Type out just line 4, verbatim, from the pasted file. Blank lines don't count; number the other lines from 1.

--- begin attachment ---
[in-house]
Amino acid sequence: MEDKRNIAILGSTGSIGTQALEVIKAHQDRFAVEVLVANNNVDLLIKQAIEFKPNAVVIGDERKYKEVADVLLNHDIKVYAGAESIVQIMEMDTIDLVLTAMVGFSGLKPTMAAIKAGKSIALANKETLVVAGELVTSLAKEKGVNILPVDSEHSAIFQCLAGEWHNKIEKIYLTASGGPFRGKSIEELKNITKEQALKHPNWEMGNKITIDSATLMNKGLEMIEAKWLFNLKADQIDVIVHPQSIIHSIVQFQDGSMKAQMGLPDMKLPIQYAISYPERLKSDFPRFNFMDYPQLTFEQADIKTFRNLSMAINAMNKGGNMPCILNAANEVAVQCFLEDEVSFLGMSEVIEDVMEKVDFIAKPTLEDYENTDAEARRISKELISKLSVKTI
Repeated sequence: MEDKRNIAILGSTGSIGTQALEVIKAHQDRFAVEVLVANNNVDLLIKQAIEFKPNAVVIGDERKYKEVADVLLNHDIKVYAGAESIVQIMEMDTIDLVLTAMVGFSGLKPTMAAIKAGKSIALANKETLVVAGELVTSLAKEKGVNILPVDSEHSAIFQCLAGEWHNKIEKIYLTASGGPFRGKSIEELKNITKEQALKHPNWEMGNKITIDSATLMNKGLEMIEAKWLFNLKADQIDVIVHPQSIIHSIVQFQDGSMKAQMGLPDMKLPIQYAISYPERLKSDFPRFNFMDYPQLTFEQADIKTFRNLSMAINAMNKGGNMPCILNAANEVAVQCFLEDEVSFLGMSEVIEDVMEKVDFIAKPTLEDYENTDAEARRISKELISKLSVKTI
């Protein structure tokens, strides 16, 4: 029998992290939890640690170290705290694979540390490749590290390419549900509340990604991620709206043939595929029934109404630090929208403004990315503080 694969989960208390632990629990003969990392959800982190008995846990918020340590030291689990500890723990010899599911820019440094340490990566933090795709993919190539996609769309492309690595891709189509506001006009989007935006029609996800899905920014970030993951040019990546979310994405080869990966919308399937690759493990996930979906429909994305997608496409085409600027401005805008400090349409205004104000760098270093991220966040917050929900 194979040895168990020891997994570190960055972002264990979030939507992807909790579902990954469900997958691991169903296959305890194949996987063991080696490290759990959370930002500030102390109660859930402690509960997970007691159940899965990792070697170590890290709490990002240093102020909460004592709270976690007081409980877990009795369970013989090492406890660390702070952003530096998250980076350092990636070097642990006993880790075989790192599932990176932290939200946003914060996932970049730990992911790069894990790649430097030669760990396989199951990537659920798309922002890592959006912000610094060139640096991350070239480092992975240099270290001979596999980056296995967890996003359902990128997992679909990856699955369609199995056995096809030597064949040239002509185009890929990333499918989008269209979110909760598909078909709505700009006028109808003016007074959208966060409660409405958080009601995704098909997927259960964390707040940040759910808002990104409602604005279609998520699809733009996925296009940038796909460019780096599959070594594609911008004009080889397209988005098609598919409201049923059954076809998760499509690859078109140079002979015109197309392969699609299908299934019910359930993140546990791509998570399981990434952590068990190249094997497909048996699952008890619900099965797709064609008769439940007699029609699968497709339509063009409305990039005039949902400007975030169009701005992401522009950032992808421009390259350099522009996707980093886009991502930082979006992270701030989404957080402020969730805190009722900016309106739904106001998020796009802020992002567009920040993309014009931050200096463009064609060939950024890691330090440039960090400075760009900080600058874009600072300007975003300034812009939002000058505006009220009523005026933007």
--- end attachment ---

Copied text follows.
């Protein structure tokens, strides 16, 4: 029998992290939890640690170290705290694979540390490749590290390419549900509340990604991620709206043939595929029934109404630090929208403004990315503080 694969989960208390632990629990003969990392959800982190008995846990918020340590030291689990500890723990010899599911820019440094340490990566933090795709993919190539996609769309492309690595891709189509506001006009989007935006029609996800899905920014970030993951040019990546979310994405080869990966919308399937690759493990996930979906429909994305997608496409085409600027401005805008400090349409205004104000760098270093991220966040917050929900 194979040895168990020891997994570190960055972002264990979030939507992807909790579902990954469900997958691991169903296959305890194949996987063991080696490290759990959370930002500030102390109660859930402690509960997970007691159940899965990792070697170590890290709490990002240093102020909460004592709270976690007081409980877990009795369970013989090492406890660390702070952003530096998250980076350092990636070097642990006993880790075989790192599932990176932290939200946003914060996932970049730990992911790069894990790649430097030669760990396989199951990537659920798309922002890592959006912000610094060139640096991350070239480092992975240099270290001979596999980056296995967890996003359902990128997992679909990856699955369609199995056995096809030597064949040239002509185009890929990333499918989008269209979110909760598909078909709505700009006028109808003016007074959208966060409660409405958080009601995704098909997927259960964390707040940040759910808002990104409602604005279609998520699809733009996925296009940038796909460019780096599959070594594609911008004009080889397209988005098609598919409201049923059954076809998760499509690859078109140079002979015109197309392969699609299908299934019910359930993140546990791509998570399981990434952590068990190249094997497909048996699952008890619900099965797709064609008769439940007699029609699968497709339509063009409305990039005039949902400007975030169009701005992401522009950032992808421009390259350099522009996707980093886009991502930082979006992270701030989404957080402020969730805190009722900016309106739904106001998020796009802020992002567009920040993309014009931050200096463009064609060939950024890691330090440039960090400075760009900080600058874009600072300007975003300034812009939002000058505006009220009523005026933007």